Dredging up profits for brownfield revitalization

Last month, we discussed layered, non-traditional financial strategies for brownfield revitalization. Layered financing is the use of many forms of funding at a single project. Potential sources of brownfield funding are almost as varied as the properties themselves. This month, we discuss how dredged material can help finance your projects.

How are brownfields and dredging related?
A significant number of brownfields are at, or near, ports and waterways. Dredging sediment is an important part of keeping these waterways operational. In many cases, navigable waterways cannot remain viable without additional dredging to deepen shipping channels. Modern ships need navigable channels with 45-foot depths. Many major shipping channels are only 40 feet deep, and in some cases more shallow.

Waterways across the country, such as the Delaware River, are being considered for dredging. This produces a significant amount of sludge that needs disposal.

A substantial percentage of dredged material is contaminated. Landfills charge handsomely for accepting this substance. Additional funds go toward transportation, which can also be expensive. Therefore, brownfields near dredging operations are cost-effective destinations for this resource.

How can dredged materials provide funds for your project?
Brownfield owners normally pay for grading and cover. However, brownfield developers can be compensated for allowing dredged materials to be placed on their property. This unexpected income might be enough to pay for your services, or to make a marginal project profitable enough to attract investors.

People and news
We talked to Larry Baier, chief of the Office of Dredging and Sediment Technology at New Jersey's Department of Environmental Protection (NJDEP). He views dredged material as a resource, not a waste. These substances can often be used as cover at landfills or for grading at brownfields. However, contaminated dredge material is only allowed onto dirty sites with adequate engineering and institutional controls. The controls are based on remedial action plans at brownfields and closure plans at landfills.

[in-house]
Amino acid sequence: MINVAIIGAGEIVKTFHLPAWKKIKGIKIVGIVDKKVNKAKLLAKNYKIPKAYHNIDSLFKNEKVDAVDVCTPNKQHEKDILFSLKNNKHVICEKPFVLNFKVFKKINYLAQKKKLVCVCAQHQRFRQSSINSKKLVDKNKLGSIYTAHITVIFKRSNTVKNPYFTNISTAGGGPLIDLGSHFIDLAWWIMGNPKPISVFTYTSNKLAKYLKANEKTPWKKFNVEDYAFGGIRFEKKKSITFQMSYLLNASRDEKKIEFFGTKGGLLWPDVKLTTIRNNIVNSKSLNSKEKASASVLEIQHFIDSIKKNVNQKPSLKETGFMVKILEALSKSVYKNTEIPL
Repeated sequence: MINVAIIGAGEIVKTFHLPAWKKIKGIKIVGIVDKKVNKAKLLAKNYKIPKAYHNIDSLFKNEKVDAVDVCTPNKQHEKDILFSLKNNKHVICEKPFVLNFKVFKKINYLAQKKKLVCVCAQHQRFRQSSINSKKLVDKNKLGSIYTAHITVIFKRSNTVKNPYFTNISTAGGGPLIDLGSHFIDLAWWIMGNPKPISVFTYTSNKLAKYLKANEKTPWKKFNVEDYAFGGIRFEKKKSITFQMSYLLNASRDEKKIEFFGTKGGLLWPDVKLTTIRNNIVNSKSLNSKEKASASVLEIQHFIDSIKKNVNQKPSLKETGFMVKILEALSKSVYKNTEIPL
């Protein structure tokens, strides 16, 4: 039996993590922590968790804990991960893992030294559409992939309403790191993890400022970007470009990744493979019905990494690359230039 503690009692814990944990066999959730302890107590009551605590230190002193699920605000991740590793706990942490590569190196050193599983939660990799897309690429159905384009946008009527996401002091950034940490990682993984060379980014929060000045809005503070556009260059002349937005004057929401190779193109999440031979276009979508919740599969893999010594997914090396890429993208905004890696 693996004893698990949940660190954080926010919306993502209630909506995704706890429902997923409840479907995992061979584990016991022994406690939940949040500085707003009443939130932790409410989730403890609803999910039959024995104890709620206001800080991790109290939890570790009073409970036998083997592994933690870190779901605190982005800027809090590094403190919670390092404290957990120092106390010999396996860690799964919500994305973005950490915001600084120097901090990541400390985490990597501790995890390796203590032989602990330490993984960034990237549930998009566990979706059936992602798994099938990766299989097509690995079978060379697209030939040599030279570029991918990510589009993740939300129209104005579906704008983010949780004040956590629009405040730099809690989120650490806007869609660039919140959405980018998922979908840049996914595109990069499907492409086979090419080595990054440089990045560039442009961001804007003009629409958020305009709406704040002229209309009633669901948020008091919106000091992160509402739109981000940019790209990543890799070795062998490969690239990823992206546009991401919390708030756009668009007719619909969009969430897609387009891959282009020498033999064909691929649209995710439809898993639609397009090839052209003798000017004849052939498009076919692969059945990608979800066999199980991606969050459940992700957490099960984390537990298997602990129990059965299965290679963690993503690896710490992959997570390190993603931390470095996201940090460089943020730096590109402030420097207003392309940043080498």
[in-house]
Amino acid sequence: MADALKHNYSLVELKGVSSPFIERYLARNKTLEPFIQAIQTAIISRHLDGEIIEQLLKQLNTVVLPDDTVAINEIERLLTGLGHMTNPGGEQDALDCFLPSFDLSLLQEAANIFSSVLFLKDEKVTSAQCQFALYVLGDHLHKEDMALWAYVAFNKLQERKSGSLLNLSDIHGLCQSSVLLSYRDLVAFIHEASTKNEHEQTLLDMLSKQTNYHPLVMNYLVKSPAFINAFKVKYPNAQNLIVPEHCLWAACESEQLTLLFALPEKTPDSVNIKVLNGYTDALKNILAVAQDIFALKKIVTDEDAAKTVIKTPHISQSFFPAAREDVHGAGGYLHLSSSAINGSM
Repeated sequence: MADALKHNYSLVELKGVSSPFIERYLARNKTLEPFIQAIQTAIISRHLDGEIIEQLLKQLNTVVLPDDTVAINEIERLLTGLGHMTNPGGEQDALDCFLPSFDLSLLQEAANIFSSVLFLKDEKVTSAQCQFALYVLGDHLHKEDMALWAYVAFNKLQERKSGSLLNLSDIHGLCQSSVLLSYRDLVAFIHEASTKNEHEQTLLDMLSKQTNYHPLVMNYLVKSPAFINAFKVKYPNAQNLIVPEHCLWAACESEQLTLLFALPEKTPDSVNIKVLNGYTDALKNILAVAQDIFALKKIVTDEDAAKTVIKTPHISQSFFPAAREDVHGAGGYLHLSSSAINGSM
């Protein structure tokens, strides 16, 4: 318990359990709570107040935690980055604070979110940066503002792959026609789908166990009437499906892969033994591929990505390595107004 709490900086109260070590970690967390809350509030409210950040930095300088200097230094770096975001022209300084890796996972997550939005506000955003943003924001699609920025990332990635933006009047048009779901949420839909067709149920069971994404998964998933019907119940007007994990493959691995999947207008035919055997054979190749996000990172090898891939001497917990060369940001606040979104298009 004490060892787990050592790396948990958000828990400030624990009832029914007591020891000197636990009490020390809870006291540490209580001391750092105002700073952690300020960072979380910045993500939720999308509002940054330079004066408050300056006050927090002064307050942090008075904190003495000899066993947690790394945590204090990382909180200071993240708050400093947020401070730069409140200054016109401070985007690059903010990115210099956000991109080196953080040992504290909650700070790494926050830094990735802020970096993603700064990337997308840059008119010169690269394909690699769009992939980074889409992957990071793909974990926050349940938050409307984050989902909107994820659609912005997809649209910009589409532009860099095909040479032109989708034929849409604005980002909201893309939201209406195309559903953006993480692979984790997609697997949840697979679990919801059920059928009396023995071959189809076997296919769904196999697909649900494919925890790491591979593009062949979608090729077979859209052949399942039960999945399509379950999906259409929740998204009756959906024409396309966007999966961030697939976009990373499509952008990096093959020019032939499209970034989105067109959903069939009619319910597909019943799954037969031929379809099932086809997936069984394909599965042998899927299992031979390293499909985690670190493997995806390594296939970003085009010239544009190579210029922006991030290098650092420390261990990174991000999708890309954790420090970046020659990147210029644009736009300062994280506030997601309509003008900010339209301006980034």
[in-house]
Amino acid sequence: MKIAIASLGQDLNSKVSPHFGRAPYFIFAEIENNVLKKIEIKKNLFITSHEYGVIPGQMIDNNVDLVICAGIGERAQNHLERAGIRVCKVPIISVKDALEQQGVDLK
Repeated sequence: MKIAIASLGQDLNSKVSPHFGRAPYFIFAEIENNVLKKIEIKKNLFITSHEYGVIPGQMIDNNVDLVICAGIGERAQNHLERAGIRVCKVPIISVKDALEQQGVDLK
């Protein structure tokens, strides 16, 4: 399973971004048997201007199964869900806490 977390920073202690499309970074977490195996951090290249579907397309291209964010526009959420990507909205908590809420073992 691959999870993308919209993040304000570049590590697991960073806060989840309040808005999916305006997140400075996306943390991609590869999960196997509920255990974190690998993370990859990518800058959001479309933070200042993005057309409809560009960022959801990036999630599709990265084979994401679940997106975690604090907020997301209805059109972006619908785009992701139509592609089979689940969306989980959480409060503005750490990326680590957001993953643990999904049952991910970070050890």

NJDEP ensures that a remedial action plan covers the dredged material, as well as contaminants previously deposited at the brownfield site. The money to prepare these plans and implement the controls becomes an investment, not just an expense. This investment can pay off handsomely - for both you and the developer.

We also spoke with Lillian Borrone, director of port commerce for the Port Authority of New York and New Jersey. The authority is currently entering the first phase of a $733 million dredging and is trying to use the material beneficially. This includes applications during brownfield revitalization and for landfill cover.

Dredge from New York Harbor was used at a nearby development, the Kapkowski Road Landfill. This landfill is being transformed into an income-producing property - a mega mall. Joe Karpa with NJDEP, project manager for the site, discussed the use of dredged material at the Kapkowski Road Landfill.

850,000 cubic yards of sludge was brought onto the site. Normally, substances used to grade a site cost between $4 to $20 per cubic yard. Instead of spending this money, the developers received between $40 and $56 for each cubic yard of sludge placed on their site.

Based on information provided by regulators, this resulted in a gross economic gain of between $40 and $48 million dollars. Of course, various expenses were incurred by the developers. For example, the sludge from New York Harbor was mixed with stabilizing agents such as kiln dust and Portland cement. Still, accepting the dredged material contributed significantly toward this project.

Lessons learned

  • The use of dredged materials from navigable waterways can help finance your revitalization projects. This additional source of financing can make marginal projects viable. This strategy may help remediation firms bid effectively against competitors who don't pursue this opportunity.

  • Your remedial action and closure plans should include the acceptance of dredged material where appropriate. The decision to use dredged materials is a complex one based on factors such as deed restrictions, impact on market value, stigma (from groups such as prospective lenders, buyers and tenants) and other factors we will explore in later columns. Members of your team can help with the decision.
  • Funds for brownfield revitalization can be found in surprising places - like dredging.

This article originally appeared in the 06/01/1999 issue of Environmental Protection.

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